512documentation or its listing on L<http://search.cpan.org/> for more
513information on reporting bugs and submitting patches.
514
515In most cases, patches to modules in F<cpan/> should be sent upstream
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516and should not be applied to the Perl core individually. If a patch to
517a file in F<cpan/> absolutely cannot wait for the fix to be made
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518upstream, released to CPAN and copied to blead, you must add (or
519update) a C<CUSTOMIZED> entry in the F<"Porting/Maintainers.pl"> file
520to flag that a local modification has been made. See
521F<"Porting/Maintainers.pl"> for more details.
63796a85 522
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523In contrast, modules in the F<dist/> directory are maintained in the
524core.
63796a85 525
04c692a8 526=head2 Updating perldelta
63796a85 527
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528For changes significant enough to warrant a F<pod/perldelta.pod> entry,
529the porters will greatly appreciate it if you submit a delta entry
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530along with your actual change. Significant changes include, but are
531not limited to:
63796a85 532
04c692a8 533=over 4
63796a85 534
04c692a8 535=item *
63796a85 536
04c692a8 537Adding, deprecating, or removing core features
ee9468a2 538
04c692a8 539=item *
ee9468a2 540
04c692a8 541Adding, deprecating, removing, or upgrading core or dual-life modules
ee9468a2 542
04c692a8 543=item *
ee9468a2 544
04c692a8 545Adding new core tests
ee9468a2 546
04c692a8 547=item *
ee9468a2 548
04c692a8 549Fixing security issues and user-visible bugs in the core
cce04beb 550
04c692a8 551=item *
ad7244db 552
04c692a8 553Changes that might break existing code, either on the perl or C level
ad7244db
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554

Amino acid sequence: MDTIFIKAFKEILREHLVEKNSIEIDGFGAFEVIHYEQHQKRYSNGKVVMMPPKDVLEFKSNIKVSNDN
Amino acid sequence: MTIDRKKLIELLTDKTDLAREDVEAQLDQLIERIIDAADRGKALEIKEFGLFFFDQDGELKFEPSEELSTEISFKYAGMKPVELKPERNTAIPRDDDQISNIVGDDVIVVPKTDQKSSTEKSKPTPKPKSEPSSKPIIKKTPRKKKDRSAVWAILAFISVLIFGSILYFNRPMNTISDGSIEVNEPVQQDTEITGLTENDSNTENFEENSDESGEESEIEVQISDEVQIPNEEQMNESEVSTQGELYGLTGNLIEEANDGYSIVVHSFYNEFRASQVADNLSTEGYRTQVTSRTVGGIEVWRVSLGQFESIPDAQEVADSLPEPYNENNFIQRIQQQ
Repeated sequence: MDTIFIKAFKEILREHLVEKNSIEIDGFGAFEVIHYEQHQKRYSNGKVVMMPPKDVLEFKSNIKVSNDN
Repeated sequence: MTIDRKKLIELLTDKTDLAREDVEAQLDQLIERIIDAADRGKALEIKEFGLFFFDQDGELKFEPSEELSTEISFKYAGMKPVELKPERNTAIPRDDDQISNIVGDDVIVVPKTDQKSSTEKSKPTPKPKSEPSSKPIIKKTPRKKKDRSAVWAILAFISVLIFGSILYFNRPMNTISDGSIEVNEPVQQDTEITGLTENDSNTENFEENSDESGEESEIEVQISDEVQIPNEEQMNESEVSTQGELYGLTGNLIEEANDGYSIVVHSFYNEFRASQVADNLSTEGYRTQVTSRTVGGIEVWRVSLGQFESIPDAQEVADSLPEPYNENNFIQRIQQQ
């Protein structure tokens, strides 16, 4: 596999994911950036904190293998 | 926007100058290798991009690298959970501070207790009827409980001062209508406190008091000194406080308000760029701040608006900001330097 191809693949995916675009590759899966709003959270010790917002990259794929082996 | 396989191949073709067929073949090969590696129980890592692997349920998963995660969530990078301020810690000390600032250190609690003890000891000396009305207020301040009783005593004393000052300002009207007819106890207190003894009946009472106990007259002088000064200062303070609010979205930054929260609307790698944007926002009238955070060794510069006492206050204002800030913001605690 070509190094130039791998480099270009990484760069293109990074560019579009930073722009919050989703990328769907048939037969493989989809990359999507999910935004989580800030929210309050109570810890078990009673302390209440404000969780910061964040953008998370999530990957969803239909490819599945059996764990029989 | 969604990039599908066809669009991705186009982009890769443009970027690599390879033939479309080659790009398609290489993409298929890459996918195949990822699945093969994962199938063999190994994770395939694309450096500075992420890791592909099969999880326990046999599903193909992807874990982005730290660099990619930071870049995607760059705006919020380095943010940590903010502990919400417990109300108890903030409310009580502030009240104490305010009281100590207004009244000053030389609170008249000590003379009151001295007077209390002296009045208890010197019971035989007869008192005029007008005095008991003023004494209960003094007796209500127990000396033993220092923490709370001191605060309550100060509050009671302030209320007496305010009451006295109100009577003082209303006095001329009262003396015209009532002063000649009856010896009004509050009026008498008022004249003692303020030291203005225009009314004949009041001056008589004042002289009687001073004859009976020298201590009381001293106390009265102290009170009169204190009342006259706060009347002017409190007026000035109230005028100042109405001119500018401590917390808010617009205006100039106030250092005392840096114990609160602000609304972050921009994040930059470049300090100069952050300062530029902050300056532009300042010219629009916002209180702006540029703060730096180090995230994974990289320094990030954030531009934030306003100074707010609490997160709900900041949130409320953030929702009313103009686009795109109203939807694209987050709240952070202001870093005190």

555=item *
556
04c692a8 557Significant performance improvements
ad7244db
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558
559=item *
560
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561Adding, removing, or significantly changing documentation in the
562F<pod/> directory
ad7244db 563
cce04beb 564=item *
ad7244db 565
04c692a8 566Important platform-specific changes
d7889f52 567
cce04beb
DG
568=back
569
04c692a8 570Please make sure you add the perldelta entry to the right section
531e2078 571within F<pod/perldelta.pod>. More information on how to write good
04c692a8
DR
572perldelta entries is available in the C<Style> section of
573F<Porting/how_to_write_a_perldelta.pod>.
d7889f52 574
04c692a8 575=head2 What makes for a good patch?
d7889f52 576
531e2078 577New features and extensions to the language can be contentious. There
04c692a8
DR
578is no specific set of criteria which determine what features get added,
579but here are some questions to consider when developing a patch:
d7889f52 580
04c692a8 581=head3 Does the concept match the general goals of Perl?
d7889f52 582
04c692a8 583Our goals include, but are not limited to:
d7889f52 584
04c692a8 585=over 4
d7889f52 586
04c692a8 587=item 1.
d7889f52 588
04c692a8 589Keep it fast, simple, and useful.
cce04beb 590
04c692a8 591=item 2.
cce04beb 592
04c692a8 593Keep features/concepts as orthogonal as possible.
902b9dbf 594
04c692a8 595=item 3.
902b9dbf 596
04c692a8 597No arbitrary limits (platforms, data sizes, cultures).
a958818a 598
04c692a8 599=item 4.
ac036724 600
04c692a8 601Keep it open and exciting to use/patch/advocate Perl everywhere.
a958818a 602
04c692a8 603=item 5.
a958818a 604
04c692a8 605Either assimilate new technologies, or build bridges to them.
a958818a 606
04c692a8 607=back
a958818a 608
04c692a8 609=head3 Where is the implementation?
a958818a 610
531e2078 611All the talk in the world is useless without an implementation. In
04c692a8 612almost every case, the person or people who argue for a new feature
531e2078 613will be expected to be the ones who implement it. Porters capable of
04c692a8
DR
614coding new features have their own agendas, and are not available to
615implement your (possibly good) idea.
a1b65709 616
04c692a8 617=head3 Backwards compatibility
37c0adeb 618
531e2078 619It's a cardinal sin to break existing Perl programs. New warnings can
04c692a8 620be contentious--some say that a program that emits warnings is not
531e2078 621broken, while others say it is. Adding keywords has the potential to
04c692a8
DR
622break programs, changing the meaning of existing token sequences or
623functions might break programs.
f50e5b73 624
04c692a8
DR
625The Perl 5 core includes mechanisms to help porters make backwards
626incompatible changes more compatible such as the L<feature> and